The loosest slots
Both Southland Park in West Memphis and Oaklawn Park in Hot Springs rolled out the new “electronic games of skill” for about 20 days in November and from all indications, the machines are going to be big winners for the tracks.
No skill is actually involved. The machines are set to pay off at predetermined rates on poker, blackjack and a “lock-and-roll” game that sounds suspiciously similar to a slot machine.
It appears that Southland cleared about $876,000 in 20 days and Oaklawn, with fewer machines, about $360,000. The state pulled in about $324,000 in taxes. An amount nearly equivalent to the state’s take went to horse and dog race purses and breeding programs and local taxes.
So, you ask, how much did the bettors win?
Nothing. They lost money. How else would the house profit and the state capture taxes? Patrons wagered $6.735 million at Southland in 20 days and $5.993 million at Oaklawn. They got total payouts of $5.387 million at Southland and $5.54 million at Oaklawn for net losses of $1.348 million at Southland and $452,000 at Oaklawn.
That puts the payout on Southland machines for the first 20 days at 80 percent and at Oaklawn, much farther removed from the competition of Mississippi casinos, at a far looser payoff of 92 percent. State law requires that machines pay back 83 percent of wagers, but that’s an average over the roughly 10-year life of each machine so the 20-day report doesn’t put Southland in violation of the law.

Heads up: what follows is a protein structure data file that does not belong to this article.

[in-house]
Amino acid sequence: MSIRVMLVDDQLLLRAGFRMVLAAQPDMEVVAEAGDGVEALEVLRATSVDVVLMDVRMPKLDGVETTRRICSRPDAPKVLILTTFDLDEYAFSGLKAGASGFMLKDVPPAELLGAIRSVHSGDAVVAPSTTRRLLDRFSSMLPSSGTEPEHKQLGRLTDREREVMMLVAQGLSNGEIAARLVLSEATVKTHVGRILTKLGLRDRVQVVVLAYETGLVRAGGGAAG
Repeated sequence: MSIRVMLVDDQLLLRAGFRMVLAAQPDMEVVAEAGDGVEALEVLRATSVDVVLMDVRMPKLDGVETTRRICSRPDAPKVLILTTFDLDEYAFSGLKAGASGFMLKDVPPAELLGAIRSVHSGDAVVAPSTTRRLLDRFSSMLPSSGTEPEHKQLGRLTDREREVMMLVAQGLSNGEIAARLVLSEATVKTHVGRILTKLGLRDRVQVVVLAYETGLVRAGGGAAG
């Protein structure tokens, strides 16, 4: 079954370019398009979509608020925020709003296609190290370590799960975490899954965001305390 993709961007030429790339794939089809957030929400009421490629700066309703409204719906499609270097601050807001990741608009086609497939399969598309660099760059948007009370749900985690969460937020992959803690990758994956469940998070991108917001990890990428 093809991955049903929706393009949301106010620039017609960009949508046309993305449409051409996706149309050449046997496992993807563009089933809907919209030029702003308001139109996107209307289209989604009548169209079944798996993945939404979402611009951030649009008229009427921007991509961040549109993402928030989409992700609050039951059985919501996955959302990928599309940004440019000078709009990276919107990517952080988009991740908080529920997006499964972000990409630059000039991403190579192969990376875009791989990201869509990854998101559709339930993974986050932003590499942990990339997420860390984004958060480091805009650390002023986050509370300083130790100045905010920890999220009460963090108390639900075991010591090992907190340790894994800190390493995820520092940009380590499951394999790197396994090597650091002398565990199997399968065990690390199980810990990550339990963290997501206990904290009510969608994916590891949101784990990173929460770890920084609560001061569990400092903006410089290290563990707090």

Do as I say …
We mined Gov. Mike Huckabee’s new “book,” last week, but couldn’t resist some more nuggets.
For example, his take on the travails of public life, in the book “From Hope to Higher Ground”:
“People you thought were your friends will abandon you and people you knew were your enemies will prove it! While some people will accuse you of breaking your promises to them, other people will break their promises to you.”
“People will often tell me that they are behind me, but what that means is that they are way behind me and nowhere near when the bullets are flying. While occasionally a corrupt politician like Randy Duke Cunningham of San Diego will sell his office for personal wealth, more often than not people in public service will sacrifice their level of income compared to what they could have made had they used the same talents in the private sector.”
“During my tenure I had the distinction of being the lowest paid governor in America ....”
This passage came toward the end of the book. He apparently forgot something he said earlier:
“I learned early in life that complaining, whining or blaming others for my problems not only failed to garner much sympathy from those around me, but did nothing to improve my situation.”
Slow your roll
The Arkansas Municipal League recently asked legislators to amend the state speed trap law to make it easier for small-town police departments to issue traffic citations.
The current law only allows speeding tickets to account for 30 percent of a city’s general revenue. The Municipal League wants that limit raised to 50 percent.
Meanwhile, the speeders themselves are fighting back on a national website called the SpeedTrap Exchange (speedtrap.org), where anyone can document the locations of known speed traps. The Arkansas page includes over 100 communities, from Alexander to Yellville, with specific instructions on where to hit the brakes.
Some places, it seems, should be avoided altogether. The posting for Menifee simply says, “Most everyone that travels on Highway 64 through Menifee will get a ticket at some point.”
As for Tuckerman: “There are two officers there that would get their mother for speeding.”